Thank you to Joan www.Luke14Echange.org for publishing this story orginally.
My daughter came as an unexpected gift. As a woman with cerebral palsy, people didn’t think I could birth or raise a child. So I never dreamed of being a mother but God is full of surprises. After a normal pregnancy, I walked into the hospital. Rachael was born a week early. When my mom heard the news, she drove from Montana to Oregon in record time. With her arms full of gifts from friends and family, she arrived at the hospital smiling from ear to ear.
When we got home from the hospital reality set in. Frustration over the inability to change my baby overwhelmed me. I burst into tears. Sobbing, yet I resolved that no 2-week-old baby is going to get the best of me. Day by day, Mom and I developed ways I could care for my precious newborn. My dear Mom has always tried to help make my life easier. One of the ways she did this was to put Velcro on Rachael’s clothes. As my little girl grew, she learned to be a team player. I couldn’t use both hands to pick her up, like most people would do. So to get her out of the crib, she leaned on my right arm, and that’s how we did it “our way” so I could lift her with my other hand between her legs.
As my big helper, she might have been the only kid allowed to stand on the cupboards to reach the dishes.
Mom visited as long as she could but eventually she had to go back to the family farm in Montana. I hired caregivers to do many of the things that mothers need to do. This meant that there was always someone else with us on our adventures. But we developed a strong mother-daughter bond.
The year I turned 50 I knew Rachael would go to Disneyland with her freshman band. I didn’t want her first theme park adventure to be without me. Because there are some adventures mothers like to do with their children first. Before her scheduled trip, I asked one of my best friends to go with us to Disneyland. It brought me great joy to see my daughter have fun and not worry about taking care of me. The three of us played hard and went on all sorts of rides. When we were ready to go home, my friend, JoAnn, laughed and said, “I don’t really like rides but I didn’t want you to show me up.”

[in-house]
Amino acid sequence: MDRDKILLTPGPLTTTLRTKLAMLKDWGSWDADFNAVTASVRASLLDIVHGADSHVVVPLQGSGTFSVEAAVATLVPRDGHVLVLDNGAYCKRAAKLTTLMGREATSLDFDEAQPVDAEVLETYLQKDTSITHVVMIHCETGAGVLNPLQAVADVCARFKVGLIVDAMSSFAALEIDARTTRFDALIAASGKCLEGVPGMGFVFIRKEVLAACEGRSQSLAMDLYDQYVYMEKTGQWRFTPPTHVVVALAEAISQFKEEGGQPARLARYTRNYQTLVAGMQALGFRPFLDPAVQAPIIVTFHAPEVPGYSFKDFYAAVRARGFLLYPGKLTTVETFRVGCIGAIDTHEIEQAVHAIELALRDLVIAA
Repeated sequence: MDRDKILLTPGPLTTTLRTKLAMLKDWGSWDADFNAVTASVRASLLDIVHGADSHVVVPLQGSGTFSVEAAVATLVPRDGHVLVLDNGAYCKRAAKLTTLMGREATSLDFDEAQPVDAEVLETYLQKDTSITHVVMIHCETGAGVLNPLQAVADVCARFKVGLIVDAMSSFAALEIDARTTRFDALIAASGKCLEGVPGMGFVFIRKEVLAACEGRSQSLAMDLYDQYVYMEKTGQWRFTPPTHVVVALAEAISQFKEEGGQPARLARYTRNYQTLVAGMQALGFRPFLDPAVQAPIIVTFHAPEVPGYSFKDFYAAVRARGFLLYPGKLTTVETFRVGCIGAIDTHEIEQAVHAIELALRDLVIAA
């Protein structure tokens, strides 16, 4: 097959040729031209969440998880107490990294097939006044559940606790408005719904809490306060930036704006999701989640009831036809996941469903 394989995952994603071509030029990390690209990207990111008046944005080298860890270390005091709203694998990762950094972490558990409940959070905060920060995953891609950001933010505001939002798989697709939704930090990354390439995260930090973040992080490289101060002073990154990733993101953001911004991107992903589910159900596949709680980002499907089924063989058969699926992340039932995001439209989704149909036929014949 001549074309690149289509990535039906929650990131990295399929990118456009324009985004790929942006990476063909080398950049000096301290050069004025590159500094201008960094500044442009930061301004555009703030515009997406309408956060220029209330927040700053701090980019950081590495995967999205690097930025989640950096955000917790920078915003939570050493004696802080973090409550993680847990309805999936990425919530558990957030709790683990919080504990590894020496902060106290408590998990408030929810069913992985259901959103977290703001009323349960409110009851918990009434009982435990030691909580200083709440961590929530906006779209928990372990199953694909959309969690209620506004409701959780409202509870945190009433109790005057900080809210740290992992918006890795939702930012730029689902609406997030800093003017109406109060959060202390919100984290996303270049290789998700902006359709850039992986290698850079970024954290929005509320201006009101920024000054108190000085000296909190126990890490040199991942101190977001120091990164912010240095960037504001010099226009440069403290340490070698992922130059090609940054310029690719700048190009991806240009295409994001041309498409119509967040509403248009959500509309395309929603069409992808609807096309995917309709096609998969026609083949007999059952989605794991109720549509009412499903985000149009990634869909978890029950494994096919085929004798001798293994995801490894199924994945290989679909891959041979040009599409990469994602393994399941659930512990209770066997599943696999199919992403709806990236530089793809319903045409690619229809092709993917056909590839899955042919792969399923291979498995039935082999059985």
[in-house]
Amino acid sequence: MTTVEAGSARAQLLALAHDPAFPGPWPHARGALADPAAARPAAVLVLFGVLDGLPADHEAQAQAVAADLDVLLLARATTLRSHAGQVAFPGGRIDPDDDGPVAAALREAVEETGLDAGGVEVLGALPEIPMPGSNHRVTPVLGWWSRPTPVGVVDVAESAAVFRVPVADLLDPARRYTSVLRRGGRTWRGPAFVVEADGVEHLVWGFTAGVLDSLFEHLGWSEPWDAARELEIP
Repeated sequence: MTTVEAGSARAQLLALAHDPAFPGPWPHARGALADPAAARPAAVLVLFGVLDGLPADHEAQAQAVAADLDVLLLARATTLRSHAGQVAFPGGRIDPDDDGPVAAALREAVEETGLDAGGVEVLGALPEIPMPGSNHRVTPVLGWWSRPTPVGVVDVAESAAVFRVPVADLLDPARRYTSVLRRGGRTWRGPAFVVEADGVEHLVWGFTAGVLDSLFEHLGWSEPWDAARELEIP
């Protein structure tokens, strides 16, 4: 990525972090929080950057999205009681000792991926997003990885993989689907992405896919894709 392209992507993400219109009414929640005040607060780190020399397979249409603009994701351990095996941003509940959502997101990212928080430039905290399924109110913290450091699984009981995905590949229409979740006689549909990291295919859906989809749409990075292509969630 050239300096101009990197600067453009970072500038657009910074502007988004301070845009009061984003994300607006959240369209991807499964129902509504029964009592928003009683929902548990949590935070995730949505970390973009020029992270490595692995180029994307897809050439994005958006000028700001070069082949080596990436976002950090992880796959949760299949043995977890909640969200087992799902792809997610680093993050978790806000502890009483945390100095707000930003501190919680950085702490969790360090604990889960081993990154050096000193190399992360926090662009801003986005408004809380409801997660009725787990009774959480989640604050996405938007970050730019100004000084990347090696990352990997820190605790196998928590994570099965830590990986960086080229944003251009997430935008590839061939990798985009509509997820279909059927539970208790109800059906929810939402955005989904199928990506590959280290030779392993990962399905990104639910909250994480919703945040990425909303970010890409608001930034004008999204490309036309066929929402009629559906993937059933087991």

Fast Forward 20 years, my daughter drove me and my three grandchildren from Colorado to Montana to visit my mother, Great Grandma Elaine. It was no easy trek. Even the pitstops for gasoline were an adventure with three young kids under the age of 8. They all took turns climbing on the scooter with me, laughing and smiling. What an amazing blessing, four generations together. The kids loved to chase the kittens at the wheat farm and loved to swim in the community pool while Great Grandma coached them.
Even the difficult things in life can be gifts when we see how God uses them to teach us about His goodness. God richly blessed me with the amazing mother He gave me, and again by the unexpected gift of being Rachael’s mom.